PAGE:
NOTE: An earlier version of this piece incorrectly listed the cutoff/eligibility birth date as Sept. 1, 1993. It is Sept. 1, 1992. Changes have been made to reflect this new date.
COLUMBUS — Gary Bettman said they’ll be “incredibly competitive.”
Patrick Kane said ‘it’s a young man’s game.”
Well, in 19 months we’ll know for sure.
During Saturday’s official announcement of the 2016 World Cup of Hockey — which will include new entities in Team Europe (players outside of Russia, Sweden, Finland and the Czech Republic) and the North American Youngstars — there was plenty of focus on the latter.
Specifically, who’s going to be on this team? And how good will it be?
Per ESPN, Youngstars-eligible players will need to be 23 or younger by Sept. 1, 2016 — meaning the cutoff birth date is Sept. 1, 1992. What’s more, 23-and-under players can only play for the Youngstars, not the Canadian or U.S. senior national teams.
And that could make for some interesting roster decisions.
Per Bettman, World Cup teams will carry traditional 23-man rosters. To give an idea of what the North American Youngstars are currently working with, here’s a list of eligible players that’ve participated in NHL games this year.
Forwards: Ryan Nugent-Hopkins, Brandon Saad, Matt Nieto, Sean Couturier, J.T. Miller, Nathan MacKinnon, Sean Monahan, Mark Scheifele, Jonathan Huberdeau, Boone Jenner, Ryan Strome, Johnny Gaudreau, Alex Galchenyuk, Jonathan Drouin, Bo Horvat, Sam Reinhart, Anthony Duclair, Curtis Lazar.
Defense: Connor Murphy, Dougie Hamilton, Aaron Ekblad, Jacob Trouba, Seth Jones, Morgan Rielly, Damon Severson, Ryan Murray, Cody Ceci, Derrick Pouliot, Griffin Reinhart, Matt Dumba, Darnell Nurse.
Goalies: John Gibson.
Obviously, the above players will have matured and gained experience, and players yet to make their NHL debuts will be in the mix. Many have already speculated about the projected top two picks at the 2015 Draft — Connor McDavid and Jack Eichel — becoming Youngstars teammates; there are also those that starred at the recently-completed World Junior Championships (think Max Domi, Samuel Morin, Josh Morrissey, Nic Petan, Dylan Larkin, Sonny Milano, Anthony DeAngelo, etc.)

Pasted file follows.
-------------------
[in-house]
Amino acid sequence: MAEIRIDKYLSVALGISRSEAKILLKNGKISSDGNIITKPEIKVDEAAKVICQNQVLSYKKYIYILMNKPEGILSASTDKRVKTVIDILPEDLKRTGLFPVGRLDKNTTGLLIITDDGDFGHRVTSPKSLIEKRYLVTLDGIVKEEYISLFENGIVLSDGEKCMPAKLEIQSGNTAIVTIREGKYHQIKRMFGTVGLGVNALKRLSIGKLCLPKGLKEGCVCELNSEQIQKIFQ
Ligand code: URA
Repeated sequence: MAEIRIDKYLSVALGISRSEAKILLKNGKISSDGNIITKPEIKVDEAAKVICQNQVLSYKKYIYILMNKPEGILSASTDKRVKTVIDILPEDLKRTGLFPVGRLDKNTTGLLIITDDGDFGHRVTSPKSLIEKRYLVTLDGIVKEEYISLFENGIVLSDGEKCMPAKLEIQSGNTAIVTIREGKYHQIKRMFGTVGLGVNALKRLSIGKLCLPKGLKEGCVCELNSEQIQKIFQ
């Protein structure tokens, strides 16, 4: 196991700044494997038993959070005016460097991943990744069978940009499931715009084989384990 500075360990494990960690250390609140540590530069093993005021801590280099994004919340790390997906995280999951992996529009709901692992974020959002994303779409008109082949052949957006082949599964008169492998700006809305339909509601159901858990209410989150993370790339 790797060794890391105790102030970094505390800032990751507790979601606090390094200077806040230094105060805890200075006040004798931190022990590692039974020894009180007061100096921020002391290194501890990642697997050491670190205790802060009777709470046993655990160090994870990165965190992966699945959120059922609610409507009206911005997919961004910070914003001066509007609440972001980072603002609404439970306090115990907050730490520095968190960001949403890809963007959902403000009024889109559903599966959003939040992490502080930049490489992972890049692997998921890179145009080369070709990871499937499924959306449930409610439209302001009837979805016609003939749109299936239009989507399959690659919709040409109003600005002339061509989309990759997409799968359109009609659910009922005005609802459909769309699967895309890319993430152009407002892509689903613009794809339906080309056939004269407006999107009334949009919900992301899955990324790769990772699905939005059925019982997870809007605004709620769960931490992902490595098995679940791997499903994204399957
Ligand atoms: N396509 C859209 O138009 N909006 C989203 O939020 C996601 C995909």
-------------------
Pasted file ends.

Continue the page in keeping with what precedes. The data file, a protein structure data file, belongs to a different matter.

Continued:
Goaltending will probably be the biggest issue. Rarely do netminders become NHL regulars at that young an age; as such, you’ll speculatively hear the names of Malcolm Subban, Zach Fucale and Thatcher Demko get thrown around. The goaltending position is, by far, the most difficult to handicap.
All of which begs the question: While the Youngstars idea is great in theory, will it actually work when executed? Will the Youngstars provide stiffer competition than, say, Switzerland, which sits seventh in the latest IIHF Rankings?
One guy that sounded entirely on board with the Youngstars was Kane — who, you’ll remember, made his NHL debut at 18 and went on to win the Calder.
“If you look at hockey these days it’s a young man’s game, more that ever now,” Kane said on Saturday. “Teenagers are coming into the league and playing right away now, and the skill level is better and better.
“I think we all like watching young players play the game. I know myself I like watching the World Juniors to see who are the next up and coming guys, and I think fans enjoy that too.”